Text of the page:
A Journal of Observational Laryngology

Clinical observations, anecdotes, case series, and conceptual frameworks of laryngology for further exploration.

Babies Who Cannot Burp, and Still Cannot as Adults.

Babies who cannot burp are in terrible misery. So are their parents. The explanation for why may be found in the story of adults who had this kind of trouble in their infancy—trouble that has continued into adulthood. Adults with a lifelong inability to burp were recently diagnosed with retrograde cricopharyngeus dysfunction, or R- CPD.…

Can’t Burp? Here Are the Symptoms of R-CPD

Robert W. Bastian M.D. There is a group of people whose inability to burp causes severe daily distress. They are left without a solution (or even explanation) in spite of many doctor visits. Recently a major cause of inability to burp, retrograde cricopharyngeus dysfunction (R-CPD) has been codified for diagnosis and treatment.* *A constellation of…

Still Coughing After COVID-19?

Among those stricken by COVID-19 are those experiencing a lingering cough. Especially early on, this cough may be continuing to clear secretions that accompany resolving lung inflammation. But for some this cough is no longer solving a problem but IS the problem.

The Gasping Syndrome

Patient has an abrupt sense of smothering or gasping. This can last a few seconds or several hours, and can occur almost weekly. He or she responds by taking a deep breath, but there is no relief and the sensation remains.

Cricopharyngeus Spasm and What to Do About It

By use of the word spasm, we don’t mean a cramp or a charley horse. It is instead sustained hypertonicity of the upper esophageal sphincter, or cricopharyngeus muscle. It is over-contracted. That’s why we become aware of it when this overcontraction gives rise to a feeling of pressure, choking, etc. defined as cricopharyngeus spasm.

How Do You Choke? Let Me Count the Ways…

By Robert W. Bastian, MD Four examples of how the term “choking” can mean different things When asked the reason he was calling for an appointment, a middle-aged man offered that he was “choking.” Staff not unreasonably marked on his chart that swallowing was his primary issue. In the first minutes of our time together,…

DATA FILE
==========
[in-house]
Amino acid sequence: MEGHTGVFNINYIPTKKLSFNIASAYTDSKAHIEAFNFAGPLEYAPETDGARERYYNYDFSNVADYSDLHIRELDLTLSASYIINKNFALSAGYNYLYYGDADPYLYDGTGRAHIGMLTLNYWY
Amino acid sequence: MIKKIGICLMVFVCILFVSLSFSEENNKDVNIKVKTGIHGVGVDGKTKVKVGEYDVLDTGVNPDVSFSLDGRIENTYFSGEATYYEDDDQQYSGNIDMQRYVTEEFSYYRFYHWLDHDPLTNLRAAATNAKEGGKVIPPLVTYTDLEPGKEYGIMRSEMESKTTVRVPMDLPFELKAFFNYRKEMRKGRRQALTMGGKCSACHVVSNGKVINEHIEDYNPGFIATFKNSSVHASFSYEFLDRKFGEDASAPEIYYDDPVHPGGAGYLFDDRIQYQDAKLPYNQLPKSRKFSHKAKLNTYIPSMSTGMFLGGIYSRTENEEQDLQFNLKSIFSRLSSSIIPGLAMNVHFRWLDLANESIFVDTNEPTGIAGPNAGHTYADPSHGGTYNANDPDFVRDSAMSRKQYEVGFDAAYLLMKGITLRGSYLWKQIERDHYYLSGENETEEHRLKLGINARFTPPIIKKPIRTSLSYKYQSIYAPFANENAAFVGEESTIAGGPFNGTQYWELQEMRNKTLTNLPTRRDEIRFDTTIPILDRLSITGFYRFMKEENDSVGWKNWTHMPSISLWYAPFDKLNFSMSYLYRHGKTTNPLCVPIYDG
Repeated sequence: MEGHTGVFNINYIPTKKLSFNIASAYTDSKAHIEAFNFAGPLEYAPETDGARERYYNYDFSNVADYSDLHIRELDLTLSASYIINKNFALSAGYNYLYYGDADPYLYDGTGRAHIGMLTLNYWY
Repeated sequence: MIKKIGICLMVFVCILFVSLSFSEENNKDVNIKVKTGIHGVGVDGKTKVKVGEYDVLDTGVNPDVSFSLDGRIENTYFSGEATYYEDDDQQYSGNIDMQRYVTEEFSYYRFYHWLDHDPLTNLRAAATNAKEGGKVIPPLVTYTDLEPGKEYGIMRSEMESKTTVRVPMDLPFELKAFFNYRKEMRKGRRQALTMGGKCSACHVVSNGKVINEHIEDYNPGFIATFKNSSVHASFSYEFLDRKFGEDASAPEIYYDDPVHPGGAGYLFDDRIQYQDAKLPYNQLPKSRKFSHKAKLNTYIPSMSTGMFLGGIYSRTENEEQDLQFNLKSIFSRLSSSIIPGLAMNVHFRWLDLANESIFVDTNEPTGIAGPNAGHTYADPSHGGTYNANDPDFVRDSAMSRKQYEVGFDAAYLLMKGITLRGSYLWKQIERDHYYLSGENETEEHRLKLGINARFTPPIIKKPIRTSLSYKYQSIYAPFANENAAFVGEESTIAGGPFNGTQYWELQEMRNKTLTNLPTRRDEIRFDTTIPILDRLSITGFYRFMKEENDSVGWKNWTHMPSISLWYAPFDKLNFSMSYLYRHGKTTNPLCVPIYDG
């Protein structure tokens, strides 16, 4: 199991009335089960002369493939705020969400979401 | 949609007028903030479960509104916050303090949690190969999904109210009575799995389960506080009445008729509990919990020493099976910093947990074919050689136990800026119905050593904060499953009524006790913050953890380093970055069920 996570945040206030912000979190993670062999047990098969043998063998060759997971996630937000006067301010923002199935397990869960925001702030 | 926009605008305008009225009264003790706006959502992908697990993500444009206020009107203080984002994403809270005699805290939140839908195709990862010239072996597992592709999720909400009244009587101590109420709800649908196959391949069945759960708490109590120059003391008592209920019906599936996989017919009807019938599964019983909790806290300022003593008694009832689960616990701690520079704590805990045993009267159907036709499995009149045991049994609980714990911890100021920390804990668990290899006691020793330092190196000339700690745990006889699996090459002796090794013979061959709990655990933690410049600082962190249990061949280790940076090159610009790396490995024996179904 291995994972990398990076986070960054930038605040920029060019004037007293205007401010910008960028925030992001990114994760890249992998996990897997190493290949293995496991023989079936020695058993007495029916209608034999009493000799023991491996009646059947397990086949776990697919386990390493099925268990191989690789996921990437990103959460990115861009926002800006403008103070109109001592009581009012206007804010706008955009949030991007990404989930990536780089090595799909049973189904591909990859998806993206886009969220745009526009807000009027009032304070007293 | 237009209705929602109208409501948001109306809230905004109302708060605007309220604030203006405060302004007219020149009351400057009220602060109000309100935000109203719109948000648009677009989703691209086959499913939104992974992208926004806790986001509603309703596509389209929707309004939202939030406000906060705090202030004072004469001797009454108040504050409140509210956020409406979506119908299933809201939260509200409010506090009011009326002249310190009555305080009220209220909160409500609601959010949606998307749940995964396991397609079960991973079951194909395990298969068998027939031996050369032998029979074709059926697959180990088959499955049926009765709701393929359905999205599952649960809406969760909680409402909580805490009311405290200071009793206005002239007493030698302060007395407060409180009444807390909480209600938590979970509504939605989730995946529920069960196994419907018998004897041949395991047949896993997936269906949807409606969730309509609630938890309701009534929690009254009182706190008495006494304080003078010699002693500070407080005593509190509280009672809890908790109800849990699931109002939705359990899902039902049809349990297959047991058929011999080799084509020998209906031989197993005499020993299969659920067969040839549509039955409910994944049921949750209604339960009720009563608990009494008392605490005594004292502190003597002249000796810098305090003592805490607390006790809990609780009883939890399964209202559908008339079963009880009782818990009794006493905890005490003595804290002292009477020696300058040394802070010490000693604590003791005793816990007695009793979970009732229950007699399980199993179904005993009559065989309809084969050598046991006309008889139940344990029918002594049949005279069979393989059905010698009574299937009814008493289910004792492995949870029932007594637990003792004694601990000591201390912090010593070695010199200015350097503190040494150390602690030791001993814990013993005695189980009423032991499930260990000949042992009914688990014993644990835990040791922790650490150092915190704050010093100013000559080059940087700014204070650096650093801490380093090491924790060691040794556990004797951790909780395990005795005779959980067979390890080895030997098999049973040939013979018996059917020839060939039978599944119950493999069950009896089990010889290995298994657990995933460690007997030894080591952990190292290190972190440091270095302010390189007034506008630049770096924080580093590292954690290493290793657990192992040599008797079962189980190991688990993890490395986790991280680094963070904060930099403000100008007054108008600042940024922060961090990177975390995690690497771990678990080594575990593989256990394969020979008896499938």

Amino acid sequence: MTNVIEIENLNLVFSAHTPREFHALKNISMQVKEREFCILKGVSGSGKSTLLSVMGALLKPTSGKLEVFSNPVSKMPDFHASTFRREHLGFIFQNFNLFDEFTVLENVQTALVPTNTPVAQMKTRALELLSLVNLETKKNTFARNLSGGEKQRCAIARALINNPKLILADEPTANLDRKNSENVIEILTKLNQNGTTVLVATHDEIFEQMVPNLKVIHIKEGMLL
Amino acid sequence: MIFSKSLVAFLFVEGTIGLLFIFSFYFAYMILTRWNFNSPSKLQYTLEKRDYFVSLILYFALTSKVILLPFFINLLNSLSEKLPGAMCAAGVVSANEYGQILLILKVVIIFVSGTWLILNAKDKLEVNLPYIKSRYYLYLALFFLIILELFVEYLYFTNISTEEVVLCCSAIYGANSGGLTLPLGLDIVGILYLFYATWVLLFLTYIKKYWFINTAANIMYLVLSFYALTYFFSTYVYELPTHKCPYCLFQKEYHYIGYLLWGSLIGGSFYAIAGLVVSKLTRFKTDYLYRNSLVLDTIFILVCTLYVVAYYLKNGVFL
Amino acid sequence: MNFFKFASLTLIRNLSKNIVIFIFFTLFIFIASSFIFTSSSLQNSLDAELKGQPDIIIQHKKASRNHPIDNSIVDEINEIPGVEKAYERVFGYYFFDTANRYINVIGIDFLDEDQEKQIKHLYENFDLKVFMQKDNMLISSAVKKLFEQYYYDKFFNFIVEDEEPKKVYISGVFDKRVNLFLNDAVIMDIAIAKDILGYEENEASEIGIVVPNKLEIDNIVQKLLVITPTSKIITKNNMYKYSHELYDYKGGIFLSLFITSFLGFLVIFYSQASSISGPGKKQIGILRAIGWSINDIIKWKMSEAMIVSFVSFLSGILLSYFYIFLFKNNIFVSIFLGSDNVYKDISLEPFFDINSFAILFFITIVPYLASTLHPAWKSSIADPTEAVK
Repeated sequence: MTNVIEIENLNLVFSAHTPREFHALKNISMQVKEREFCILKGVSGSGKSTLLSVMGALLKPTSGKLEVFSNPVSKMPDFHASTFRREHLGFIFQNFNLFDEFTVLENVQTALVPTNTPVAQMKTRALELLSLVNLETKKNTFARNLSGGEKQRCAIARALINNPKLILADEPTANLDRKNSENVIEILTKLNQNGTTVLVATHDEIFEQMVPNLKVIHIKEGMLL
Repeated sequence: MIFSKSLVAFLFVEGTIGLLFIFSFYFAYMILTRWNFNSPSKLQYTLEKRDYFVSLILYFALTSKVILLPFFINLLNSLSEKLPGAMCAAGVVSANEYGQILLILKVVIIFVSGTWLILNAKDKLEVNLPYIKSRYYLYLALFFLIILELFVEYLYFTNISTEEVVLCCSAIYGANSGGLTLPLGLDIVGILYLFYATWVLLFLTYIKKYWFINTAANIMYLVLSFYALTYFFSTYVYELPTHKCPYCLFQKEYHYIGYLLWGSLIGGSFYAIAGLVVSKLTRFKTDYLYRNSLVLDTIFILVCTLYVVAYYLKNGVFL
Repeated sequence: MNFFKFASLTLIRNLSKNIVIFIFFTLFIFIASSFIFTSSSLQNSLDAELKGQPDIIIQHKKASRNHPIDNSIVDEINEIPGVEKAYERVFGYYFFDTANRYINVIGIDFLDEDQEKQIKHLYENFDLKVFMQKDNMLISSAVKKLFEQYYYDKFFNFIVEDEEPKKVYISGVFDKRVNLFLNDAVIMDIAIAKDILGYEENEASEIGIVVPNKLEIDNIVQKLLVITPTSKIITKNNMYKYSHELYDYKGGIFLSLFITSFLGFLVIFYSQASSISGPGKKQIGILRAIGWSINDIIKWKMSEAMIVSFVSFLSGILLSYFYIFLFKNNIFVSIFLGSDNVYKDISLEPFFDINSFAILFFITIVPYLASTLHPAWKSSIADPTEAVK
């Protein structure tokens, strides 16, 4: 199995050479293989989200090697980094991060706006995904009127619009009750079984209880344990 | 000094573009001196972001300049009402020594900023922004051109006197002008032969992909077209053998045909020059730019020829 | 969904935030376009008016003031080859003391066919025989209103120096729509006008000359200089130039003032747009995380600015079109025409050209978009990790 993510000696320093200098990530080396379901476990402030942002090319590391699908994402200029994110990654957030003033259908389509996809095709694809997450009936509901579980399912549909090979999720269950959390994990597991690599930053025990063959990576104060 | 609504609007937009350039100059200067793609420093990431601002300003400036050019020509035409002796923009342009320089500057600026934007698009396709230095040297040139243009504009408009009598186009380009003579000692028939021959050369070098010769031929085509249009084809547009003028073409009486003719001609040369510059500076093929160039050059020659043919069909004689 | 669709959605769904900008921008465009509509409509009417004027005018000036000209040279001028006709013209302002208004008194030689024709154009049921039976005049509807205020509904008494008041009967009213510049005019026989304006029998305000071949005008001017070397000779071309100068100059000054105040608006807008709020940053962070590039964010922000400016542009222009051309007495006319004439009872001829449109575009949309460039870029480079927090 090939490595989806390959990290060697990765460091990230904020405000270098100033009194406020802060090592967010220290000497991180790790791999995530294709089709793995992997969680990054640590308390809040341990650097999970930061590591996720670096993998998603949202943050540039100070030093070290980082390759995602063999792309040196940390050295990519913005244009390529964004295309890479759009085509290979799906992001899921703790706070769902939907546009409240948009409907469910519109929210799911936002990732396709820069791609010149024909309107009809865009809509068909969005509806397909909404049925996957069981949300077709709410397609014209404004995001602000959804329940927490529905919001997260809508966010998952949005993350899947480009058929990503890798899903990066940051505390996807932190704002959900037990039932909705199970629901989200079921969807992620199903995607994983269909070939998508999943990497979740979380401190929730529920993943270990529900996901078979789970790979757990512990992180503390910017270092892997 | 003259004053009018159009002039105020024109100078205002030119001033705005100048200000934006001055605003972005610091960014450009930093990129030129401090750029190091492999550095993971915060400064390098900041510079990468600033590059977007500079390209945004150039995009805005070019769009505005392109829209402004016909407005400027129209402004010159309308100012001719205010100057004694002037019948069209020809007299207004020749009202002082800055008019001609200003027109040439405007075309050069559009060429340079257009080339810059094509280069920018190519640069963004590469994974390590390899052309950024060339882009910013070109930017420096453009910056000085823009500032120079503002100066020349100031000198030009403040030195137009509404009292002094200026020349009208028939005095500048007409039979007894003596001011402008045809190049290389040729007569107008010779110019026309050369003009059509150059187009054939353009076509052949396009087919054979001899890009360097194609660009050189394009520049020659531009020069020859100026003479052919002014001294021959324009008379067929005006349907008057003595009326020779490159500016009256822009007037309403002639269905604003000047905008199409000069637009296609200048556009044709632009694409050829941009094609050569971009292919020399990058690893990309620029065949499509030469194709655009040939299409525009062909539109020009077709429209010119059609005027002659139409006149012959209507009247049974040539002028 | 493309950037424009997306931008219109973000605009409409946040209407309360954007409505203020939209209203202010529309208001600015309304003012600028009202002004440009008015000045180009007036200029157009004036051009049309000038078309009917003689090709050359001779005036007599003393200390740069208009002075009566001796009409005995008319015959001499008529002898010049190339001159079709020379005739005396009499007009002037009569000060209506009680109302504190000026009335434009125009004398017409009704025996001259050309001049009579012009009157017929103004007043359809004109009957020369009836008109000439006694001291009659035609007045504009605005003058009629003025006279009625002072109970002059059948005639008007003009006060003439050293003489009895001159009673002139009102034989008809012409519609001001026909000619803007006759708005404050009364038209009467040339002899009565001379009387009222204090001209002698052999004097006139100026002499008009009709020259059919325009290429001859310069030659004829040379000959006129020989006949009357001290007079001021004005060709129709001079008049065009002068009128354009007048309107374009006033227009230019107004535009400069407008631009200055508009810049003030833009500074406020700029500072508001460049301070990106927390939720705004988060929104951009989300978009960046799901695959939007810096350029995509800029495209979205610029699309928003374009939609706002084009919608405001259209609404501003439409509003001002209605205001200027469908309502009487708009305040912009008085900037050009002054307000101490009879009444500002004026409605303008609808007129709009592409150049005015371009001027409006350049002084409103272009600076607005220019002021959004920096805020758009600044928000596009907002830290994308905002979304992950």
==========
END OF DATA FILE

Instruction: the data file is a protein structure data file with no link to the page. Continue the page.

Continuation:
Vocal Underdoer Syndrome: When Voice Rest or Restraint Only Hurts

By Robert W. Bastian, MD For a voice clinician, it is helpful not only to place each medical disorder in its own unique diagnostic “basket,” but also to search for organizing concepts that might show what certain disorders have in common with each other. For example, vocal nodules, vocal polyps, and vocal fold hemorrhage are…

Medical Jadedness and Treatment of Sensory Neuropathic Cough

By Robert W. Bastian, MD People with sensory neuropathic cough often spend years searching in vain for a correct diagnosis and effective treatment. In a group of 110 consecutive patients diagnosed with sensory neuropathic cough by the author in 2005, the median duration of cough prior to diagnosis was 10 years, ranging from a few…

A Trail to Sensory Neuropathic Cough

By Robert W. Bastian, MD A new clinical insight can be sparked when a physician encounters a series of patients in close succession whose stories overlap in some surprising way. This is an account of that sort, reviewing a trail of patients that led to understanding the clinical entity of sensory neuropathic cough1. Before the…

Early Vocal Cord Cancer: Remove with a Laser, or Radiate?

By Robert W. Bastian, MD Patients who are diagnosed with early vocal cord cancer have two main treatment options to consider: laser surgery or radiation. There are quite a few factors to consider when weighing these two options, which can be confusing for the patient and challenging for the clinician to explain. After 15 years…